Ismail Haniya elected new political chief of Hamas

Ismail Haniya, known as Abu el-Abed, the Islamic Hamas movement's newly elected chief, was a former soccer player and an Arabic language teacher at the Islamic University of Gaza.

In Gaza, where Haniyeh still resides in his home in a refugee camp, some residents saw his election as a sign that could draw attention to the territory's woes.

Hamas also recently appointed a new military leader in Gaza, the hardline Yihye Sanwar, who spent many years in an Israeli prison.

The move, dismissed by Israel, appeared aimed at improving ties with Gulf states and Egypt as Abbas visited new US President Donald Trump in Washington, who expressed interest in renewing Israeli-Palestinian peace efforts.

The Gaza-based Islamic Jihad group Saturday slammed the Hamas policy tweak.

Palestinian resistance group Hamas said new group leader Ismail Haniyeh would remain in the Gaza Strip.

Hamas is branded a terrorist group by Israel, the United States and the European Union, and the new document is aimed in part at easing its global isolation.

In January 2006, the Islamic list which Haniya chaired won the parliamentary elections, after which Palestinian President Mahmoud Abbas nominated him as the Palestinian unity government's first prime minister.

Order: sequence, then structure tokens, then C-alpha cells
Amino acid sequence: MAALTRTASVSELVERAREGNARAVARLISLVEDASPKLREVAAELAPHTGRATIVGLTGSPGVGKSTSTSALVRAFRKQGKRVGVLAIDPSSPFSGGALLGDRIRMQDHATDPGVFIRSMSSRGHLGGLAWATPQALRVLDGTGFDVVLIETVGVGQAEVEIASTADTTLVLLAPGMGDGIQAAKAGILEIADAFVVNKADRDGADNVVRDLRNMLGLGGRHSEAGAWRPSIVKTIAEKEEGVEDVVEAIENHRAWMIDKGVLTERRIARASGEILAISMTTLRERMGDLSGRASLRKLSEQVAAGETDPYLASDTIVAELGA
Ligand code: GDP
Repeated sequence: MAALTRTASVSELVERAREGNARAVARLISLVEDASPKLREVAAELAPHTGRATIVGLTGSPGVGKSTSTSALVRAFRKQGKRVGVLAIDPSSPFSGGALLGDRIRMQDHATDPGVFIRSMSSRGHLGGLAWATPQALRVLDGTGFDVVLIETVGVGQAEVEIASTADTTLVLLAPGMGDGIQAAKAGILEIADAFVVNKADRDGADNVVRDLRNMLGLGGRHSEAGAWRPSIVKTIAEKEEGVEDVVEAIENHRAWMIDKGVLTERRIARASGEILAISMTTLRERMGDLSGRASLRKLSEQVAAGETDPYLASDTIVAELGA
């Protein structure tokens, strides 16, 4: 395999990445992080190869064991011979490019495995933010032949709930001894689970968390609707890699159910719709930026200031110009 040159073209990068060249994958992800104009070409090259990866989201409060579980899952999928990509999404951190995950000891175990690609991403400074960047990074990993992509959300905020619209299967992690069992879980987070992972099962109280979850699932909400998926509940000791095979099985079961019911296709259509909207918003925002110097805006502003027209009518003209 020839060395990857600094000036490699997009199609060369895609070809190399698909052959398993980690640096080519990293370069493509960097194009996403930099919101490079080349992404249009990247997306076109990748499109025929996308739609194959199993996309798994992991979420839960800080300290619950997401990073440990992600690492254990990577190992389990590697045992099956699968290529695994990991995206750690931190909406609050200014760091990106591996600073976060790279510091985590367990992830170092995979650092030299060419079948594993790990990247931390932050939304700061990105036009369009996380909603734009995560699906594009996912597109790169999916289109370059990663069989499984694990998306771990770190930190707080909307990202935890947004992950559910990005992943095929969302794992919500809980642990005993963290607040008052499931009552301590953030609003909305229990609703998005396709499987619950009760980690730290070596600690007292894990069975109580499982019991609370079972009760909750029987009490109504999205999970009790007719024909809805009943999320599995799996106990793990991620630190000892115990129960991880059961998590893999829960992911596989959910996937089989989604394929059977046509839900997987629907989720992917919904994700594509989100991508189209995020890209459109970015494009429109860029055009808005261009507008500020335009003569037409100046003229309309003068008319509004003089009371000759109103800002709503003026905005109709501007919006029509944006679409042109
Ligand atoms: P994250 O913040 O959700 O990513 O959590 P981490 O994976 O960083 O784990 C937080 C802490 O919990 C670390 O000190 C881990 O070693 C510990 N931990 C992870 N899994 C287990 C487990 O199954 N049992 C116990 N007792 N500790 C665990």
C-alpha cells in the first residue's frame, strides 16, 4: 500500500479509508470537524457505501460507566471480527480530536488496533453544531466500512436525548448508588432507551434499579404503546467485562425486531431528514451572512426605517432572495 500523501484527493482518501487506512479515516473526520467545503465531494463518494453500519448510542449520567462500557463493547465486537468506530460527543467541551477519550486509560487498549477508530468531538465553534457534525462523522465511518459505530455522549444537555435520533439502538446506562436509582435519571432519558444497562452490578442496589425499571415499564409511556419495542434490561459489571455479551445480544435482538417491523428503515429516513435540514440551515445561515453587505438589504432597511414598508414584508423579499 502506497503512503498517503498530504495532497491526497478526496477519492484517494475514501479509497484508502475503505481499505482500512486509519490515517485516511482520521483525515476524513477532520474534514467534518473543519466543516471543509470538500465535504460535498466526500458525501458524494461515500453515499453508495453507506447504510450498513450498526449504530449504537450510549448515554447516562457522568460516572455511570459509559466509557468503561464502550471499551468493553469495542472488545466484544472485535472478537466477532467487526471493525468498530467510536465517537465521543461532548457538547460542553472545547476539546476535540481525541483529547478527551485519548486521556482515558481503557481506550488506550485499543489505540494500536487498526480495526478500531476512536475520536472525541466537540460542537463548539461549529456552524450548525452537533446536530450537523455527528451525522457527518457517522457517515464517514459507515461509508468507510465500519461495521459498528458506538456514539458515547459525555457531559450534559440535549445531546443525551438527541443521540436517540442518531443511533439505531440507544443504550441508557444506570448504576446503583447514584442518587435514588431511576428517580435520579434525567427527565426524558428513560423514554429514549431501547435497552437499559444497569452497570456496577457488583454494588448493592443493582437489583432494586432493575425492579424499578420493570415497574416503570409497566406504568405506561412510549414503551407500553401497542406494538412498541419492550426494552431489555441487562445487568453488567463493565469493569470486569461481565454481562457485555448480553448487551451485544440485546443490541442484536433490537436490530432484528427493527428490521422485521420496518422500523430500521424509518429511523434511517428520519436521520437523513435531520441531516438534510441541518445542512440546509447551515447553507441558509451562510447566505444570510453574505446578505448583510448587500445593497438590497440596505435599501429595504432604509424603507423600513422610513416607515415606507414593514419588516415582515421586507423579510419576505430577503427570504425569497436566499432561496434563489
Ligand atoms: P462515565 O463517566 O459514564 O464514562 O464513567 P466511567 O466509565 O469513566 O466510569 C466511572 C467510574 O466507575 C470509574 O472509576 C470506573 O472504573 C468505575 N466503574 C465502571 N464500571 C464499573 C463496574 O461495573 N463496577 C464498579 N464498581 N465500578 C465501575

In February, Yehya Sinwar was elected to succeed Haniya in Gaza. In 1997, Haniyeh was appointed the head of the office of Hamas founder Sheikh Ahmed Yassin.

Osama Hamdan, a senior spokesman for Hamas, said that the timing of the change was in accordance with Hamas's internal rules that limits the terms of leaders of its political bureau. Haniyeh has survived several Israeli assassination attempts in the past, and before becoming Defense Minister Avigdor Lieberman threatened to have Haniyeh killed "within 48 hours" unless he returned the bodies of two Israeli soldiers, and two civilians who may still be alive. Gaza's sole functioning power station stopped functioning last month after running out of fuel amid the Fatah-Hamas spat over paying the bill. The two groups had a violent falling out in 2007 as Hamas fighters ousted Fatah from the Gaza Strip.

Israel, along with Egypt, has been enforcing a crippling border blockade against them since then.

  • Rogelio Becker